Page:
Enumclaw inline skater is set to challenge the world

Meeting the physical and mental challenges his sport brings, Caleb Wakefield finds himself competing at the highest level in a sport that remains on the periphery of a sports-obsessed American society.

Caleb Wakefield leads the pack

Meeting the physical and mental challenges his sport brings, Caleb Wakefield finds himself competing at the highest level in a sport that remains on the periphery of a sports-obsessed American society.

The Enumclaw 18 year old is an inline skater, traveling the globe to battle the world’s best in a sport that appears long on organization but short on funding its individual athletes. That’s the case in the United States, at least.

In the beginning, Wakefield was an 8 year old pulling on a pair of inline skates for the first time. As part of a natural, athletic evolution, he began separating himself from his peers. The division is more mental than physical, he says, emphasizing the importance of overcoming the challenges stirring just beneath a protective helmet.

Competing as part of the Speed Team at Auburn Skate Connection – which he still represents – Wakefield moved up the ranks through competitions both local and then regional. Successes in the Pacific Northwest level took him to the national stage and competitions in such outposts as Fort Wayne, Ind., Lincoln, Neb., and Albuquerque, N.M.

A companion along the way has been his brother, Colin, now 25, who made many of the same trips. As they improved, the travel time became greater. Both have rolled their way through competitions in Germany and France, along with top-level competitions in the U.S. Both were at the U.S. nationals in June, looking for a spot on the country’s World Team.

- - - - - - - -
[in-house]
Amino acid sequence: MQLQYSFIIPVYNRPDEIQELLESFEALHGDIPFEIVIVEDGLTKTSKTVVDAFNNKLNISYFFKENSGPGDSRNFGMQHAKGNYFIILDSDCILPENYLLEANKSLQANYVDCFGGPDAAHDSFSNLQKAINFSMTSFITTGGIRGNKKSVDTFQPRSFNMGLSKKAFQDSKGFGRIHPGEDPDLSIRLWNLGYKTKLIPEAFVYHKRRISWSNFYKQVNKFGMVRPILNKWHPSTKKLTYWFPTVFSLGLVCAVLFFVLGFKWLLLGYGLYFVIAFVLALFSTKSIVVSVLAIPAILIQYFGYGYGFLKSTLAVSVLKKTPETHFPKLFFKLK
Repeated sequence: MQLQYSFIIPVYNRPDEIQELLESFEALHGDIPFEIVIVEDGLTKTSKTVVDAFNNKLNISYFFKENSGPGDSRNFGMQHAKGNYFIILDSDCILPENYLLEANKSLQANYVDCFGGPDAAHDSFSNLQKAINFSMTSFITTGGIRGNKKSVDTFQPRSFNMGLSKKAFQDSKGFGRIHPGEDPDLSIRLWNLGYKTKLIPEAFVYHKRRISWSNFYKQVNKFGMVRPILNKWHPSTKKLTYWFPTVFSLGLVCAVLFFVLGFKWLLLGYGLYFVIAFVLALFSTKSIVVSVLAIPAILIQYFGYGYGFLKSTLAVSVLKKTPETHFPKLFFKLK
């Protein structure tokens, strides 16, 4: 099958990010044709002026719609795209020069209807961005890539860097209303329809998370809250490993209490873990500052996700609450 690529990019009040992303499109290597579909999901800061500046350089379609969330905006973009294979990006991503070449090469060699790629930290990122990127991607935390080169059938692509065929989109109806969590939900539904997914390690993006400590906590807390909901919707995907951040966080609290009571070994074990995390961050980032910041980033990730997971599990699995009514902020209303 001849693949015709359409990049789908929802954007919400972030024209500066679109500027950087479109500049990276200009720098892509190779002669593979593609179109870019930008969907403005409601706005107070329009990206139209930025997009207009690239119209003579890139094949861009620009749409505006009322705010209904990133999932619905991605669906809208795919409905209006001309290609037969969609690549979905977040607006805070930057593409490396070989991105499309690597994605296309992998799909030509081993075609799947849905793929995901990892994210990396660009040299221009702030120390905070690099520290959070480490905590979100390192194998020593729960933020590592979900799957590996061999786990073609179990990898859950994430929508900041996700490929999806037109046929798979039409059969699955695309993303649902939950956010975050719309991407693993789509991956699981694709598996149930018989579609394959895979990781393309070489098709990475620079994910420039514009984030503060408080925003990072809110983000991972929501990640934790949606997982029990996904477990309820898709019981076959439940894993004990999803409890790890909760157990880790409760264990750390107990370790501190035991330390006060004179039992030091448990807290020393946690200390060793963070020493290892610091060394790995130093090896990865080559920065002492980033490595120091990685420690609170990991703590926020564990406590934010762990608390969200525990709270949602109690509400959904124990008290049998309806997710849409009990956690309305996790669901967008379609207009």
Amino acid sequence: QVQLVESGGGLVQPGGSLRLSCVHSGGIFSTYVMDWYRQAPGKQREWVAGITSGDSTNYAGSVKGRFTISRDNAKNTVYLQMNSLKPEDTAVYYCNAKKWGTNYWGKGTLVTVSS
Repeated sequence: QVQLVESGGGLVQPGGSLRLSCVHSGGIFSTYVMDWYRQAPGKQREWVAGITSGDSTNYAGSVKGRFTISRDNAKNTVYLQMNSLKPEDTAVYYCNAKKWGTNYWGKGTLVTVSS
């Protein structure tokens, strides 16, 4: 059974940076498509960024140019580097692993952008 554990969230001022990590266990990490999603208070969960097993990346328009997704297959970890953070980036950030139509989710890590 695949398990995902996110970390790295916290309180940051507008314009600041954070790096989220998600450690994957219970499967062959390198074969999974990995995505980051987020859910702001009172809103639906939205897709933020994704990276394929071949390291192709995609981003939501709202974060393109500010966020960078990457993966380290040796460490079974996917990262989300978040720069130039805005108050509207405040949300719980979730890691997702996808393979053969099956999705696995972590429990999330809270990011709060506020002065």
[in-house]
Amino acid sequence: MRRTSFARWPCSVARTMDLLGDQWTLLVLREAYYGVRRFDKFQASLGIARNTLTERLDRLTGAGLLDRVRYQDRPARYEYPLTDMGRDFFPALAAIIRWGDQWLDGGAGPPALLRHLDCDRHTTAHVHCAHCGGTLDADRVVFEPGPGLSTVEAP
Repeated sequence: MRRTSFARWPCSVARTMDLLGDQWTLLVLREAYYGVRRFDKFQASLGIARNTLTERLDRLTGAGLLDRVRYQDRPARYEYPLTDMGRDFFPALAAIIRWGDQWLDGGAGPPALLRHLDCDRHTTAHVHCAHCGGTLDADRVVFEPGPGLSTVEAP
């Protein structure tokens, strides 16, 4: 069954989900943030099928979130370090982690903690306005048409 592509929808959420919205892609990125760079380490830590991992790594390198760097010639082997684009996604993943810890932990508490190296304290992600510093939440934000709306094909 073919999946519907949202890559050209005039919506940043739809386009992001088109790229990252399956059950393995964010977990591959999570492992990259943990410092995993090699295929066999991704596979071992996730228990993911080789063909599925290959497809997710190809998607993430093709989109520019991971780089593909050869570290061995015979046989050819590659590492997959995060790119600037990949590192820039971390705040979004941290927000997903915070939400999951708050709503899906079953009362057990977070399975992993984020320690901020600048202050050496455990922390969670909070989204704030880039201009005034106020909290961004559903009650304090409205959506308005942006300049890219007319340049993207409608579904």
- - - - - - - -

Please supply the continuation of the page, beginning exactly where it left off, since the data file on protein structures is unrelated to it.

Caleb was one of the six selected for the Junior Men squad on Team USA while Colin, competing in the adult ranks, just missed the cut.

Having made the national team, Wakefield headed to Belgium for a major international competition. He brought home third-place honors in the Junior A Division, having competed against several dozen athletes from around the world.

Next up is a late-September trip to Colorado Springs, Colo., where members of Team USA will train for a week with coach Renee Hildebrand.

The Colorado trip is part of a constant training regimen for Wakefield, all leading to the World Roller Speed Skating Championships, planned for Nov. 13-22 in Taiwan. Athletes from 50 nations will converge on the city of Kaohsiung, which is familiar in skate circles because it played host to the 2009 World Games.

Wakefield and his fellow American athletes do not share some of the benefits enjoyed by competitors from other countries. In some parts of the world, where inline skating is more popular, athletes are supported financially and are helped by the number of quality training facilities.

In the U.S., inline skaters are on their own financially, often sponsoring fundraising activities to help with travel costs.

At the Team USA level, there is a bit of cooperative assistance from the U.S. Olympic Committee. When in Colorado Springs, inline skaters use a USOC facility, but that’s the extent of the relationship.

The Wakefield brothers are hopeful that things could change. Those in charge of the Olympic Games will soon be addressing inline skating, deciding if the sport should be included in the every-four-years extravaganza. It has been considered before, without success, but vote totals have moved closer to acceptance.

Becoming a sanctioned Olympic sport would make a world of difference, primarily due to the funding that would follow the sport and its athletes.


The nonprofit Auburn Speed Team is accepting donations to help Caleb Wakefield meet expenses associated with his upcoming trip to the world championships in Taiwan. He also will accept personal donations. Additionally, Wakefield is selling T-shirts sporting a graphic design reflecting the world championships. Anyone interested in supporting Wakefield can email wakefield.caleb@gmail.com or eddebwake@aol.com or contact Auburn Skate Connection.


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